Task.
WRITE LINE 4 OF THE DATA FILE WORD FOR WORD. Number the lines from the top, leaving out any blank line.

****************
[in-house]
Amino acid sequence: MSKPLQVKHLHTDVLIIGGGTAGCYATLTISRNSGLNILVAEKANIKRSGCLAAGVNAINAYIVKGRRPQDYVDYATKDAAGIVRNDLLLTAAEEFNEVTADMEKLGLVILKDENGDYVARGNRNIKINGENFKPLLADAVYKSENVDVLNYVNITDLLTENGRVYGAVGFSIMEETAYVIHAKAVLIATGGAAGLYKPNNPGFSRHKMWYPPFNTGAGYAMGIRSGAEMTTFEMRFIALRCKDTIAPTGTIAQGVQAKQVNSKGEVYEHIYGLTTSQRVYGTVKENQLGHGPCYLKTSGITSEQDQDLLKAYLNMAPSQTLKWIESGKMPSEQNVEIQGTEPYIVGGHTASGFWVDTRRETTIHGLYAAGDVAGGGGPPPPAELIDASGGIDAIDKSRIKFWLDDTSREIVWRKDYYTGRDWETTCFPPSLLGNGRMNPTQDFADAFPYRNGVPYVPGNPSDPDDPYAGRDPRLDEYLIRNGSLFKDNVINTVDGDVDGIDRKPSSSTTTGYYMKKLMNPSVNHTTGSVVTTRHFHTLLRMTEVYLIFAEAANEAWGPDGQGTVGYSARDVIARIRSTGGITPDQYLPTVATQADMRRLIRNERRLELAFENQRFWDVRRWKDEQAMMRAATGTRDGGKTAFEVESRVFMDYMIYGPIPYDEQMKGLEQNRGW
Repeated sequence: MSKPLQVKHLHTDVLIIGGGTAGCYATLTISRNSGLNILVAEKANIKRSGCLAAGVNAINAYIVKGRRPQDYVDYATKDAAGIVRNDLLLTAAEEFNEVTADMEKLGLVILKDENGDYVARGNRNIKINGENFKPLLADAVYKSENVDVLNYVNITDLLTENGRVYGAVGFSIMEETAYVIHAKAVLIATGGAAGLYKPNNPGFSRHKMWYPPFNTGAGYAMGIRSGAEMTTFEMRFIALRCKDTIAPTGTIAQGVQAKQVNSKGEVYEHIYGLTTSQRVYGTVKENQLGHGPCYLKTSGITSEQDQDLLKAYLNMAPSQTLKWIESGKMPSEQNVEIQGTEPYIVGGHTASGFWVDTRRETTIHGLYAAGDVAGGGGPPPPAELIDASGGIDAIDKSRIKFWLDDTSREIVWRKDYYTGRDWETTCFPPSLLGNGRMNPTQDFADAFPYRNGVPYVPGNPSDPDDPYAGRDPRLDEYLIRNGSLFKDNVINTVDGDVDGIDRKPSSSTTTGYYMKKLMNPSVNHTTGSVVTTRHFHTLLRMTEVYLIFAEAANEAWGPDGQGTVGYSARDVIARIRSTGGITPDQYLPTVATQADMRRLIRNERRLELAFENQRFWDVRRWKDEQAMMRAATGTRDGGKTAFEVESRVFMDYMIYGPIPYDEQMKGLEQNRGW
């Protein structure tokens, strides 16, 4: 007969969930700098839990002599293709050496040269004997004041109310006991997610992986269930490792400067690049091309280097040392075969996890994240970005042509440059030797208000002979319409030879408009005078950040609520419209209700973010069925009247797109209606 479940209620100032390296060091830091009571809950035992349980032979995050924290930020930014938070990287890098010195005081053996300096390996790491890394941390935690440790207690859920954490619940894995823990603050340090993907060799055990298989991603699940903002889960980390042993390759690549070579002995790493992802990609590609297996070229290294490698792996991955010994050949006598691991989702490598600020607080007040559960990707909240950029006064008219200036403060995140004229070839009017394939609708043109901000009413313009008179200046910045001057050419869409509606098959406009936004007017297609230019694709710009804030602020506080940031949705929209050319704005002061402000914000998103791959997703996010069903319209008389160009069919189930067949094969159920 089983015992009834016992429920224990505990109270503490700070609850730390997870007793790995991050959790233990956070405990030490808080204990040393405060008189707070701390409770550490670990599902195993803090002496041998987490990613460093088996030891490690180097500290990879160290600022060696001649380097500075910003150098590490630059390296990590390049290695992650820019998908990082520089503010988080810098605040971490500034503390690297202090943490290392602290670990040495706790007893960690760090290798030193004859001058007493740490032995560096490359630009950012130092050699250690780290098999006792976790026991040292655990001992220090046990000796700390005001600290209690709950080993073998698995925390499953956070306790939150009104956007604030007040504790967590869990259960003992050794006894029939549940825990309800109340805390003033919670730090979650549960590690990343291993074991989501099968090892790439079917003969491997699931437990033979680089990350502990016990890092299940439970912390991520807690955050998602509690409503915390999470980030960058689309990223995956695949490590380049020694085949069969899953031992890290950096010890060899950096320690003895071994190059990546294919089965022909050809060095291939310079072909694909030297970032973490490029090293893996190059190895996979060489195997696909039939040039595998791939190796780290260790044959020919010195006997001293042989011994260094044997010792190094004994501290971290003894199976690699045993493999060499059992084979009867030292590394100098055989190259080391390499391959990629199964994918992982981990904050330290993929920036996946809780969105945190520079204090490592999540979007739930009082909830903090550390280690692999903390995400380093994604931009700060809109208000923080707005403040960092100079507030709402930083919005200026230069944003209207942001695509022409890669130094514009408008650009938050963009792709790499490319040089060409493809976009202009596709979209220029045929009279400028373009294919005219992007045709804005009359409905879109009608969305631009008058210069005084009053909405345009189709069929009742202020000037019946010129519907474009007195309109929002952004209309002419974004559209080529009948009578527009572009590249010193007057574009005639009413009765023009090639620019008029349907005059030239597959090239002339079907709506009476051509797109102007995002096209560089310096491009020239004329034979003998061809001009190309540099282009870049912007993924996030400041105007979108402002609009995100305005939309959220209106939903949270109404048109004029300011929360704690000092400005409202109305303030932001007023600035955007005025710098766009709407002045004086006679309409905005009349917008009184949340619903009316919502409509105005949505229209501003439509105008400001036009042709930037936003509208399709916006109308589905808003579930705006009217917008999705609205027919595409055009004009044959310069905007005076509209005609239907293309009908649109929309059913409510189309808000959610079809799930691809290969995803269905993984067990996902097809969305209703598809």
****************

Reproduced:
């Protein structure tokens, strides 16, 4: 007969969930700098839990002599293709050496040269004997004041109310006991997610992986269930490792400067690049091309280097040392075969996890994240970005042509440059030797208000002979319409030879408009005078950040609520419209209700973010069925009247797109209606 479940209620100032390296060091830091009571809950035992349980032979995050924290930020930014938070990287890098010195005081053996300096390996790491890394941390935690440790207690859920954490619940894995823990603050340090993907060799055990298989991603699940903002889960980390042993390759690549070579002995790493992802990609590609297996070229290294490698792996991955010994050949006598691991989702490598600020607080007040559960990707909240950029006064008219200036403060995140004229070839009017394939609708043109901000009413313009008179200046910045001057050419869409509606098959406009936004007017297609230019694709710009804030602020506080940031949705929209050319704005002061402000914000998103791959997703996010069903319209008389160009069919189930067949094969159920 089983015992009834016992429920224990505990109270503490700070609850730390997870007793790995991050959790233990956070405990030490808080204990040393405060008189707070701390409770550490670990599902195993803090002496041998987490990613460093088996030891490690180097500290990879160290600022060696001649380097500075910003150098590490630059390296990590390049290695992650820019998908990082520089503010988080810098605040971490500034503390690297202090943490290392602290670990040495706790007893960690760090290798030193004859001058007493740490032995560096490359630009950012130092050699250690780290098999006792976790026991040292655990001992220090046990000796700390005001600290209690709950080993073998698995925390499953956070306790939150009104956007604030007040504790967590869990259960003992050794006894029939549940825990309800109340805390003033919670730090979650549960590690990343291993074991989501099968090892790439079917003969491997699931437990033979680089990350502990016990890092299940439970912390991520807690955050998602509690409503915390999470980030960058689309990223995956695949490590380049020694085949069969899953031992890290950096010890060899950096320690003895071994190059990546294919089965022909050809060095291939310079072909694909030297970032973490490029090293893996190059190895996979060489195997696909039939040039595998791939190796780290260790044959020919010195006997001293042989011994260094044997010792190094004994501290971290003894199976690699045993493999060499059992084979009867030292590394100098055989190259080391390499391959990629199964994918992982981990904050330290993929920036996946809780969105945190520079204090490592999540979007739930009082909830903090550390280690692999903390995400380093994604931009700060809109208000923080707005403040960092100079507030709402930083919005200026230069944003209207942001695509022409890669130094514009408008650009938050963009792709790499490319040089060409493809976009202009596709979209220029045929009279400028373009294919005219992007045709804005009359409905879109009608969305631009008058210069005084009053909405345009189709069929009742202020000037019946010129519907474009007195309109929002952004209309002419974004559209080529009948009578527009572009590249010193007057574009005639009413009765023009090639620019008029349907005059030239597959090239002339079907709506009476051509797109102007995002096209560089310096491009020239004329034979003998061809001009190309540099282009870049912007993924996030400041105007979108402002609009995100305005939309959220209106939903949270109404048109004029300011929360704690000092400005409202109305303030932001007023600035955007005025710098766009709407002045004086006679309409905005009349917008009184949340619903009316919502409509105005949505229209501003439509105008400001036009042709930037936003509208399709916006109308589905808003579930705006009217917008999705609205027919595409055009004009044959310069905007005076509209005609239907293309009908649109929309059913409510189309808000959610079809799930691809290969995803269905993984067990996902097809969305209703598809």